Guns N’ Roses and the Stones did a few shows together on the Bridges To Babylon tour and that’s when I got to know them. They were really sweet guys, but they all knew they were too high to carry on at that rate. Axl used to call me aside at parties and he’d go out on the balcony and say: “Please help me with my relationship problems.” So I told him: “First of all you’ve got to get some fucking coherency.” It was funny giving him advice ’cos at the time I was out of it as well. Slash was always a constant. I didn’t notice any difference between when he was high and when he was straight. He’s a lot more clear these days, but he was always a gentleman whether he was using or not.
Working with Bob can be hard for most people, but not for me, because I know that he doesn’t know what’s coming next, so it’s easy to fit in with his meanderings. You have to follow him into various ox bow lakes. That’s the way he thinks – it ends up going in a straight line, but takes various deviations along the way. Often a song that he’s thinking one way will come out in a totally different way, which is evident when you see him live. You’ll be saying: “Was that Blowing In The Wind or All Along The Watchtower?”
He always used to try to get off with my ex-wife, Jo. He used to propose to her when I was asleep. I’d say: “John, I can hear you, you fat git. If you weren’t so fat and ugly you might stand a chance.” Like all comedians he was really pathetic, and he had a low tolerance to alcohol and drugs. Dan Aykroyd used to always put him in my care when he came to Hollywood. He used to drop him off at my house and say: “I know he’s safe now, I can go off and leave him.” Then he’d go off and do his stuff. The only time he didn’t do that was when he died. John booked himself into the Chateau Marmont. He dearly wanted to be a rock star.
Moony used to come up and jam with us when we were in The Birds. I always used to say to him: “Keith, you’re only supposed to take one Valium, not the whole jumbo bottle.” He used to do that with uppers and downers, take the whole lot. He gave me my first Mandrax when they first came out – when they were really powerful. He said: “Take two of these.” We were in the Speakeasy.
I had my Jaguar XK150 outside and I was with my first wife, Chrissie, and my manager, Billy Gaff. We’d already had a few whiskies, so although he gave me two I only took one. It kicked in before I got to the bottom of the stairs, so by the time I got to my car I was well gone. I ended up driving straight over Marble Arch and straight over Hyde Park without going round. I ended up in a mews with just enough room to get the car in and no one could get out. We had to get out of the roof. After that I don’t remember anything. I was sick. I don’t know how I got home, so not a great recommendation from Moony. He used to lead me astray, but my mum used to think he was a gentleman. He used to put a smoking jacket and cravat on and serve her brandy and she would say: “What a polite gentleman that Keith Moon is.”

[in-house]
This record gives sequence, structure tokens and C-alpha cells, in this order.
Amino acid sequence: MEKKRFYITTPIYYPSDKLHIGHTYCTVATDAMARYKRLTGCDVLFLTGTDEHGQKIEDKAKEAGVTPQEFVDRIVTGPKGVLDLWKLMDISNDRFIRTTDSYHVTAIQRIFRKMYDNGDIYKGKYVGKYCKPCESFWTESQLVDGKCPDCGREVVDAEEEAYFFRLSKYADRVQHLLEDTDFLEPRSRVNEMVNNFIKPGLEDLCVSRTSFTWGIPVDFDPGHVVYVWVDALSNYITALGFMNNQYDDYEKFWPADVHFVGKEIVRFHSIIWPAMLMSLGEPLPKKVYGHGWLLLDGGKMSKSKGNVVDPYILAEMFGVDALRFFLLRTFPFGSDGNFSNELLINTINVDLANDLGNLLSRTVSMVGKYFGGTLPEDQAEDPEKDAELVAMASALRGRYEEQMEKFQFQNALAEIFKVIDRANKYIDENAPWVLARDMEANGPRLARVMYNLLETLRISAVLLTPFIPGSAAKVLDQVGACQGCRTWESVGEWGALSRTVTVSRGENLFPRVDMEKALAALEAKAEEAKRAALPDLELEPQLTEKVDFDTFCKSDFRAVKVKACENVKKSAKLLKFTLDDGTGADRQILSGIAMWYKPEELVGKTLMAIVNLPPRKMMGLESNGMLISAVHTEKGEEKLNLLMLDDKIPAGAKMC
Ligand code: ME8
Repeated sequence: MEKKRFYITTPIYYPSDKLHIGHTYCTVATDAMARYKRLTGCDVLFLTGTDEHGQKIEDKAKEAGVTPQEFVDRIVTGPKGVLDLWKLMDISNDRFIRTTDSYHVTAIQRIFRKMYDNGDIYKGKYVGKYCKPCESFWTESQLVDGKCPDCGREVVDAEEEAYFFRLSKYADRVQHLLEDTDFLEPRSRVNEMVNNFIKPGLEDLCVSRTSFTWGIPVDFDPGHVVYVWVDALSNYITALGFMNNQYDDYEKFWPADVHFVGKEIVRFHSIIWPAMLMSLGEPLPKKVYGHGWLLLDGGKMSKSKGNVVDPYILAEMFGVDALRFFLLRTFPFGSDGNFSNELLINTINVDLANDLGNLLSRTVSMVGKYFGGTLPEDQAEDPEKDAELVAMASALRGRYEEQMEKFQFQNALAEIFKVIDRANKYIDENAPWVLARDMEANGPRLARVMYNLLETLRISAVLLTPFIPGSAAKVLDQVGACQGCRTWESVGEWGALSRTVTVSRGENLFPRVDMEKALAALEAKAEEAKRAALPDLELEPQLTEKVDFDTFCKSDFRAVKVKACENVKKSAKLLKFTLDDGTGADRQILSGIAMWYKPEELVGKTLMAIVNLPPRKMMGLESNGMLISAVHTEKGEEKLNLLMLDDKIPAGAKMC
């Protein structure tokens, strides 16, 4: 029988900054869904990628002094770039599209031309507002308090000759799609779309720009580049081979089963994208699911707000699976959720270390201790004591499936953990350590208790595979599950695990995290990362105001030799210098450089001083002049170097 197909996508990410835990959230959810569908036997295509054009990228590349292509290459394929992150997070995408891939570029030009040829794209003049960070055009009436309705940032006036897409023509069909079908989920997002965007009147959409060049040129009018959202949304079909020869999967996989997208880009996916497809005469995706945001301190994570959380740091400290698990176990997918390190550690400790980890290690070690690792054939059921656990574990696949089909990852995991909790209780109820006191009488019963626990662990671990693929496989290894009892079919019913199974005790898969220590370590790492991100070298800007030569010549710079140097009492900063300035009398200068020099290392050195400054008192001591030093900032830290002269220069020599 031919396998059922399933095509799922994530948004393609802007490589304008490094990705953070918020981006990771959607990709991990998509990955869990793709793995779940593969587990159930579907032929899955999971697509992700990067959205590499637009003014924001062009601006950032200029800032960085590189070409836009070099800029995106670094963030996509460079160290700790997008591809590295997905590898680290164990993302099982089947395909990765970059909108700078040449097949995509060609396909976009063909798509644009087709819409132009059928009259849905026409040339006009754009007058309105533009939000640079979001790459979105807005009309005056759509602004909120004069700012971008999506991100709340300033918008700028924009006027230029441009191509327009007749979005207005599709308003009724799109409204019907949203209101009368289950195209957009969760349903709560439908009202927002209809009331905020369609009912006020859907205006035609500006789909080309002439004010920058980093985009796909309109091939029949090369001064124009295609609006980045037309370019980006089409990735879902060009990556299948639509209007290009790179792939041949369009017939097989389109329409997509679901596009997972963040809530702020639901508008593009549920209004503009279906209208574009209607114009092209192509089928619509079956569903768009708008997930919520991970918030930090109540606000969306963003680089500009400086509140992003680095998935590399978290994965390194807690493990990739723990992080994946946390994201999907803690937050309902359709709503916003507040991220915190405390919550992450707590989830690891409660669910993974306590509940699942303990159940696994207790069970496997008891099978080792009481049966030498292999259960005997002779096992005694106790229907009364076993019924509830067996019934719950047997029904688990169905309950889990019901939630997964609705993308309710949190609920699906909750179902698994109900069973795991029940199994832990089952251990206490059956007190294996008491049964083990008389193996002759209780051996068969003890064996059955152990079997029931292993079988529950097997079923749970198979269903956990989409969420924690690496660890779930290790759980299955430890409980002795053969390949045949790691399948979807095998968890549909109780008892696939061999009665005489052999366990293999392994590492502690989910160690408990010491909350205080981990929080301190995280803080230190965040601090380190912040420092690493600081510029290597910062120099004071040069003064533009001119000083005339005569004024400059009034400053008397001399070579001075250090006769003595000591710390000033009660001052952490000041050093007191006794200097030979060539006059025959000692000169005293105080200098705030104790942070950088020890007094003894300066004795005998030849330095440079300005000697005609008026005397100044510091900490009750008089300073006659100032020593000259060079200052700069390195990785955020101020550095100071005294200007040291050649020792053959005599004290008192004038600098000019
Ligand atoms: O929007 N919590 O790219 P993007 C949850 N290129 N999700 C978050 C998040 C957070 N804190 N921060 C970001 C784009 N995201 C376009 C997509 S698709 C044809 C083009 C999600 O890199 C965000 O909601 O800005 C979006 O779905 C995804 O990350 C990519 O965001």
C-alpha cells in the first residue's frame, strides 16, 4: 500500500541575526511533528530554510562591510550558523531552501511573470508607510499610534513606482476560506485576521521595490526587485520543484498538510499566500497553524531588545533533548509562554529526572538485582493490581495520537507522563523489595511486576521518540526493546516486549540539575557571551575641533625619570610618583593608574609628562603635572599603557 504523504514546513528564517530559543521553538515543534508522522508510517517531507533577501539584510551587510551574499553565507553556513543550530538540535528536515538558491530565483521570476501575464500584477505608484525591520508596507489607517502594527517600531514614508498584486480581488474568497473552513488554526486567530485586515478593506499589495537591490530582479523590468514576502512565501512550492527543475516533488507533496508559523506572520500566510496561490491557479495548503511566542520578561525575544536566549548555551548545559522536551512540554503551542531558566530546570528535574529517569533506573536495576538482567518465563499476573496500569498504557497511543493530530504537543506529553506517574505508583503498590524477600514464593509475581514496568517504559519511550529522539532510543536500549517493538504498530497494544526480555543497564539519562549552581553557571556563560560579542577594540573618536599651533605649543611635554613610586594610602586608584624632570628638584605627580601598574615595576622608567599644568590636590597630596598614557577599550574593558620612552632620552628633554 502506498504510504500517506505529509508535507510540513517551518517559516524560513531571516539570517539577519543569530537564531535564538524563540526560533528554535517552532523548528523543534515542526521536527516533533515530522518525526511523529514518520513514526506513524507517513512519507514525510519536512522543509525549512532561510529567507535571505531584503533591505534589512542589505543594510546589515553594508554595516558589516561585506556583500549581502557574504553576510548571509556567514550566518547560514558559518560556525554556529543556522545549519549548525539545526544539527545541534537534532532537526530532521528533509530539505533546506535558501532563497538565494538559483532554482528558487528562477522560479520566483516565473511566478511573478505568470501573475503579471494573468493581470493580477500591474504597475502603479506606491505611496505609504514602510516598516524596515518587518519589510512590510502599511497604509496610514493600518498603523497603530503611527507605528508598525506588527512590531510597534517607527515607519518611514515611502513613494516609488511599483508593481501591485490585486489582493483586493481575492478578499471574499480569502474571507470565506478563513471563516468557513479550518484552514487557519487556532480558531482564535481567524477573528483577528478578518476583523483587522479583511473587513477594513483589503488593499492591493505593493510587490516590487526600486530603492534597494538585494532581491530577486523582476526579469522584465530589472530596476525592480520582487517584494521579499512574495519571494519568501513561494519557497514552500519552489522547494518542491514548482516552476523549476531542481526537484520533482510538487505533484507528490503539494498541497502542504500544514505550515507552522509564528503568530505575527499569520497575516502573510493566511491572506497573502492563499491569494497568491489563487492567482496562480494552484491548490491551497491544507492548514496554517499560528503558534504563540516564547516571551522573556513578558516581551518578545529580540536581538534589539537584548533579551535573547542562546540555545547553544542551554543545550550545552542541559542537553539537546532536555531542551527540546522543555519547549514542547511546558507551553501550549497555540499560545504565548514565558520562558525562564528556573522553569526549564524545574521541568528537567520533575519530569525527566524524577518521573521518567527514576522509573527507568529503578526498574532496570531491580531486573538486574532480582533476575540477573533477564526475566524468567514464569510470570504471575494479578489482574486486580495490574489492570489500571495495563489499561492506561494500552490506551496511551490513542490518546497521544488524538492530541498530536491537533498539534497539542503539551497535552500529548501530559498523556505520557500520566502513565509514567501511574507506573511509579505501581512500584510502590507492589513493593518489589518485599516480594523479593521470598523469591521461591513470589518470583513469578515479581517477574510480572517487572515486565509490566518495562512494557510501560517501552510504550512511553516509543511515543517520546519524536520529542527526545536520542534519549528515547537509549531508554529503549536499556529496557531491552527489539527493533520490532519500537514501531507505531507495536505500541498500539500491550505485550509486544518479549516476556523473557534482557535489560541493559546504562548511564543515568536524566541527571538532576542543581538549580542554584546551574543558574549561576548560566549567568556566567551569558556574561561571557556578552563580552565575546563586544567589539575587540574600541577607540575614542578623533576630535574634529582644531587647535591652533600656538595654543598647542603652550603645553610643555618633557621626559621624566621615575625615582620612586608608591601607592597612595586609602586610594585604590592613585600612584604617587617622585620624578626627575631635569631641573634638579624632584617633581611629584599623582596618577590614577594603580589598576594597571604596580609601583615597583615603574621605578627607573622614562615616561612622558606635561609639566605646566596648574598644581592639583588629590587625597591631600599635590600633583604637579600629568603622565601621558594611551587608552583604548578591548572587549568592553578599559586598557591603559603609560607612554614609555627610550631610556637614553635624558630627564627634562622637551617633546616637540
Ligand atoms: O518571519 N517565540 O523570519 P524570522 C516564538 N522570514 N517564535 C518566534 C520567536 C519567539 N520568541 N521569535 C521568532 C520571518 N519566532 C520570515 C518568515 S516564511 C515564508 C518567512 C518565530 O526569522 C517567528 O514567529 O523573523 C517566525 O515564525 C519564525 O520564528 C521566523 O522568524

I first met Pete, who is still a neighbour of mine, back in the old Ealing Club days when The Who first had I Can’t Explain in the charts. I was in The Birds and they were going: “We’re number one!” And we were going: “Fuck off back to Acton!” We were so jealous. The High Numbers were brilliant, and the early Who, especially at the Marquee, were incredible. They’re still great today, but there was nothing quite so electric as the original line-up.
He’s always very suspicious of me, but he takes me under his wing. He’s very pleased that I am clean and serene, but he just doubts that I can keep it up. I used to go every week to The Crawdaddy in Richmond to see Eric with The Yardbirds. The first time I was ever invited up on stage there was when Keith Relf was ill. They said: “Are there any harmonica players in the audience?” and all my friends pushed me up. So I did I’m A Man and all their raving stuff, and they said: “Get that red Indian back... Cleopatra,” because my hair was always like this. “Get him back on stage.” That was my claim to fame. I’d played with The Yardbirds. I was always the youngster in them days, the newcomer. But it’s great, I’m still the youngest one, even though I’m 63 and they’re all 66. It’s fantastic... but they’re still all kids at heart.
A very sweet, very mysterious person... and his own worst enemy – a bit like all those snooker players. One minute you see them all the time, then you can’t find them for love nor money. Ronnie’s like that at the moment. He’s got the constant fight with the alcohol and drugs – like we all seem to have – all of us, musicians, snooker players, artists, writers... Any of the creative sports. Ronnie’s checked me into recovery a few times and he’s said: “Take my room, it’s the good room. I came out and won the world championship after I was in here.” He’s been really helpful in my recovery.
Mick has been so supportive, I can’t tell you. It really surprised me because I thought he would have given up the ghost on me by now, but he’s getting stronger with his commitment of support. He’s saying: “Well done, Ronnie... I need at least one and a half guitar players I can rely on.” And now he’s got two full-blooded ones, so he’s very happy. What he wants to see is me showing the strength not to fall off the wagon and possibly messing up, because he needs me as a really concrete support, like Charlie, when he puts on his show. And he’s got it. I’m ready any time.
Ronnie Wood’s new album I Feel Like Playing is out now on Eagle Rock.
This feature first appeared in Classic Rock issue 151.
Read a Q&A with the Stones guitarist here.